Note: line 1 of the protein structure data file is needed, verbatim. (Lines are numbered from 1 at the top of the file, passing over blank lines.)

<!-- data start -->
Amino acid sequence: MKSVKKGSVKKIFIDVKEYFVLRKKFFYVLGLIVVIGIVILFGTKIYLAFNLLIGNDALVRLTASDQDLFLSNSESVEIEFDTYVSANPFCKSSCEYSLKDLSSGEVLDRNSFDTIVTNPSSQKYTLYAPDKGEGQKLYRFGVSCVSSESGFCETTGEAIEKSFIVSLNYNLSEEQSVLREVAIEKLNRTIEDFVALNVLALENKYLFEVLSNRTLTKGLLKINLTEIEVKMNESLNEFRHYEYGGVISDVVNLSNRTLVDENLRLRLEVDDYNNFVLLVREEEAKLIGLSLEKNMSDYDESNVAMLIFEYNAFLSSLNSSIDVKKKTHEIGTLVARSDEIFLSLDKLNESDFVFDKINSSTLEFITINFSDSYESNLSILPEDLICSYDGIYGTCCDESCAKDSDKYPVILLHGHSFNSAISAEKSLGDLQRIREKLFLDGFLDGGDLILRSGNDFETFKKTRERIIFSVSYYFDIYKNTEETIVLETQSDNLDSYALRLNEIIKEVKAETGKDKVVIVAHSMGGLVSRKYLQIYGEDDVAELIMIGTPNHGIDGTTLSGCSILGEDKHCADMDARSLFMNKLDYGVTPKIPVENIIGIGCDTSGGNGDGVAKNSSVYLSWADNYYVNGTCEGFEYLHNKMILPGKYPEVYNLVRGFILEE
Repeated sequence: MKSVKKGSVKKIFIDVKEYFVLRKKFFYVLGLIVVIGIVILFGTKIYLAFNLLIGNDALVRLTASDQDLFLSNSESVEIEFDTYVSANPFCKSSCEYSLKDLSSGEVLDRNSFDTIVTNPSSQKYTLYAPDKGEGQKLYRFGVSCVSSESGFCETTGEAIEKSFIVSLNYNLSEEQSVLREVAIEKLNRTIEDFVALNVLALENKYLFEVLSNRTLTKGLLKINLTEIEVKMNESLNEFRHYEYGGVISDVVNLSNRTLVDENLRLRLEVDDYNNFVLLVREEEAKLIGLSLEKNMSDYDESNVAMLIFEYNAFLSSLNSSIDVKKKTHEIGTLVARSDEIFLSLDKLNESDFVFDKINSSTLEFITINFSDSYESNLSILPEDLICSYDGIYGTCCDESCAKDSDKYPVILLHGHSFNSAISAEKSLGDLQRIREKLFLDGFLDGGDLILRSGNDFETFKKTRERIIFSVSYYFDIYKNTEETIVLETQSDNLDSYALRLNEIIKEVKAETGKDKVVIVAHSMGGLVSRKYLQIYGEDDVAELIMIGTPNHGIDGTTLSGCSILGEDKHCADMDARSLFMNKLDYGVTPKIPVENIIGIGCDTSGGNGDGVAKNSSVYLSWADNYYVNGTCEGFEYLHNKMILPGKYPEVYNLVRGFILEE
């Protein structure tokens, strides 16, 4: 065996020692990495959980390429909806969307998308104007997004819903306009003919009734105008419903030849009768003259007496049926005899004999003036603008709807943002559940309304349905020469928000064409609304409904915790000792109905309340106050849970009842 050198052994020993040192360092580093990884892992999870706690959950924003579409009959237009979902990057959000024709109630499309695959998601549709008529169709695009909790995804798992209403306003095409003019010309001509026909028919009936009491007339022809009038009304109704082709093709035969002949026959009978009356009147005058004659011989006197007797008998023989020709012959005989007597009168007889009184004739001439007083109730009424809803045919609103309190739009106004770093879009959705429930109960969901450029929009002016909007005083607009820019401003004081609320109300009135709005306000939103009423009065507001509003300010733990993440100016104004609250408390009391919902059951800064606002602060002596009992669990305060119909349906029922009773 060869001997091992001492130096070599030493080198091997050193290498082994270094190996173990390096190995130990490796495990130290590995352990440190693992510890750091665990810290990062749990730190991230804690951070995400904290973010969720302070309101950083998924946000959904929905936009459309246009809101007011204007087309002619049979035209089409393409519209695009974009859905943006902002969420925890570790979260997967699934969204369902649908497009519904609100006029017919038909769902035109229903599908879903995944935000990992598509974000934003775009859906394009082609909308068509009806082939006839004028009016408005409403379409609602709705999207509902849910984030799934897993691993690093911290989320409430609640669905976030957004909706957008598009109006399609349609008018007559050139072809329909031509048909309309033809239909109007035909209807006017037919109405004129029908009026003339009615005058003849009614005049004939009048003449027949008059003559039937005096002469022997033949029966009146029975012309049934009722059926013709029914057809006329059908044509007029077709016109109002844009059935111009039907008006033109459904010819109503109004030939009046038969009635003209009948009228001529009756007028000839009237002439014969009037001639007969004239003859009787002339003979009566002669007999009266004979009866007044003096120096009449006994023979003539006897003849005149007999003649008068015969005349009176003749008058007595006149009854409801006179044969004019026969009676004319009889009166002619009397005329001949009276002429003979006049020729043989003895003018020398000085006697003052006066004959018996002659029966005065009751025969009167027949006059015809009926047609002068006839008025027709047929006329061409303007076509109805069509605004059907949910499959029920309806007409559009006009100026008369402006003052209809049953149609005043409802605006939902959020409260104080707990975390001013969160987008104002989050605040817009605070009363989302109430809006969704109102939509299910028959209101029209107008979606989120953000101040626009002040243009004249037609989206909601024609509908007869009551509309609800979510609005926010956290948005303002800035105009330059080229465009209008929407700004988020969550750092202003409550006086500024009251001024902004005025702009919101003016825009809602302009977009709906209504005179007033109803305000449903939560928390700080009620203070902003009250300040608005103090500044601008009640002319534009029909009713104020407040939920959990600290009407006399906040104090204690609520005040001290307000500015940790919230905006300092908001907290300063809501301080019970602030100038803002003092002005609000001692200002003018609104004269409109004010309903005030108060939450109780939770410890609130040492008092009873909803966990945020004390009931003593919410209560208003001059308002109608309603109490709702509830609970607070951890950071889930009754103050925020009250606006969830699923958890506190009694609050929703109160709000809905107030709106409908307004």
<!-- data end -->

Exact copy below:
Amino acid sequence: MKSVKKGSVKKIFIDVKEYFVLRKKFFYVLGLIVVIGIVILFGTKIYLAFNLLIGNDALVRLTASDQDLFLSNSESVEIEFDTYVSANPFCKSSCEYSLKDLSSGEVLDRNSFDTIVTNPSSQKYTLYAPDKGEGQKLYRFGVSCVSSESGFCETTGEAIEKSFIVSLNYNLSEEQSVLREVAIEKLNRTIEDFVALNVLALENKYLFEVLSNRTLTKGLLKINLTEIEVKMNESLNEFRHYEYGGVISDVVNLSNRTLVDENLRLRLEVDDYNNFVLLVREEEAKLIGLSLEKNMSDYDESNVAMLIFEYNAFLSSLNSSIDVKKKTHEIGTLVARSDEIFLSLDKLNESDFVFDKINSSTLEFITINFSDSYESNLSILPEDLICSYDGIYGTCCDESCAKDSDKYPVILLHGHSFNSAISAEKSLGDLQRIREKLFLDGFLDGGDLILRSGNDFETFKKTRERIIFSVSYYFDIYKNTEETIVLETQSDNLDSYALRLNEIIKEVKAETGKDKVVIVAHSMGGLVSRKYLQIYGEDDVAELIMIGTPNHGIDGTTLSGCSILGEDKHCADMDARSLFMNKLDYGVTPKIPVENIIGIGCDTSGGNGDGVAKNSSVYLSWADNYYVNGTCEGFEYLHNKMILPGKYPEVYNLVRGFILEE